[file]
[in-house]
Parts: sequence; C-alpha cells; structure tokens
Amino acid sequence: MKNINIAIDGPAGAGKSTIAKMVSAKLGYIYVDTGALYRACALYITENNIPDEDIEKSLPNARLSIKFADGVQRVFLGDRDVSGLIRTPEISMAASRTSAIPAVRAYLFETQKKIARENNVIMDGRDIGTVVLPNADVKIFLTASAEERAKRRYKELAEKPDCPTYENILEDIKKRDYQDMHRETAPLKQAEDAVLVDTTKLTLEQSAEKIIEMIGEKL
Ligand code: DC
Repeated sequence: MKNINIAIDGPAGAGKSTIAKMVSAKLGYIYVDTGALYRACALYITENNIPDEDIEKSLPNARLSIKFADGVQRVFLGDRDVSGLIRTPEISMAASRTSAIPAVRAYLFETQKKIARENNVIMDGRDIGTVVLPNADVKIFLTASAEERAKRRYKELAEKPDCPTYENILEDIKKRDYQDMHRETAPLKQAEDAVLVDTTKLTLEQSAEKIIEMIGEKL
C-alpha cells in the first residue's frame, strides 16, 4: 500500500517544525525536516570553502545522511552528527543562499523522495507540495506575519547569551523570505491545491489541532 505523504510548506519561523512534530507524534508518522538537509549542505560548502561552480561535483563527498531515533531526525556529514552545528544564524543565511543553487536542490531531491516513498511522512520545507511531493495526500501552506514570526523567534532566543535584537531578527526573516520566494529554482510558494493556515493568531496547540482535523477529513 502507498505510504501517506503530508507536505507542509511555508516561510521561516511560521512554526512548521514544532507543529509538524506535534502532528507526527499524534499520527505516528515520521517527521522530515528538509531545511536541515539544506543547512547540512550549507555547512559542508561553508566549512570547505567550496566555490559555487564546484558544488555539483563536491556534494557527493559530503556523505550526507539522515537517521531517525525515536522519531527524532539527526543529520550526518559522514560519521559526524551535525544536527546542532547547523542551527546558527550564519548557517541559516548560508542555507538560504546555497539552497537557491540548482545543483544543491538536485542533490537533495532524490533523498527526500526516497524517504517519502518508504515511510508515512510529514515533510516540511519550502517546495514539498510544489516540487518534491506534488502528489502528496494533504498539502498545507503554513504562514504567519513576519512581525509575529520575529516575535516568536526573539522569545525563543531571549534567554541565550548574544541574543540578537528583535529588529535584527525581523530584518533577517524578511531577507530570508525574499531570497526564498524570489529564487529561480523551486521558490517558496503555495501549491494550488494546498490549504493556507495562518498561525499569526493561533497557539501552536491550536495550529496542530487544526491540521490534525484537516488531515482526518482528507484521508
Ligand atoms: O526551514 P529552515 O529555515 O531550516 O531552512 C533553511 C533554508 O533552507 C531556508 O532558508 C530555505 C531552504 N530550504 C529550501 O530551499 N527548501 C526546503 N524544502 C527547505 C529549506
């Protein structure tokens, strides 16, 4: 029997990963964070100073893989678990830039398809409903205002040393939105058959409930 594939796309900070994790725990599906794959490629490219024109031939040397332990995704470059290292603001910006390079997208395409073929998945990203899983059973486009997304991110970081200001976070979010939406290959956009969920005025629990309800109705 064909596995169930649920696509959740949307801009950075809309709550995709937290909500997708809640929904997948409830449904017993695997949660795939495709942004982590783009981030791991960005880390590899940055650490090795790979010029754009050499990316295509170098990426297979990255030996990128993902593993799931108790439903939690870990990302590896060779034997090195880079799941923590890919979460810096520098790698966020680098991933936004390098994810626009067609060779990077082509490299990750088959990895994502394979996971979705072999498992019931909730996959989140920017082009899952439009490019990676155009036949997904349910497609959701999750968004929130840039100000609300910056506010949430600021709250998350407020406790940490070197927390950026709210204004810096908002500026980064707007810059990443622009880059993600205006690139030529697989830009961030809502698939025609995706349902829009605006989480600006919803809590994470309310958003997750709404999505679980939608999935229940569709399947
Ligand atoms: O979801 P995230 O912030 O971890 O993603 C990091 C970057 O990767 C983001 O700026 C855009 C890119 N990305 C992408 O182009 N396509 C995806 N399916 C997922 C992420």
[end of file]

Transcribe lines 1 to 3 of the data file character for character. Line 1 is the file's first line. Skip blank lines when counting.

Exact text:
[in-house]
Parts: sequence; C-alpha cells; structure tokens
Amino acid sequence: MKNINIAIDGPAGAGKSTIAKMVSAKLGYIYVDTGALYRACALYITENNIPDEDIEKSLPNARLSIKFADGVQRVFLGDRDVSGLIRTPEISMAASRTSAIPAVRAYLFETQKKIARENNVIMDGRDIGTVVLPNADVKIFLTASAEERAKRRYKELAEKPDCPTYENILEDIKKRDYQDMHRETAPLKQAEDAVLVDTTKLTLEQSAEKIIEMIGEKL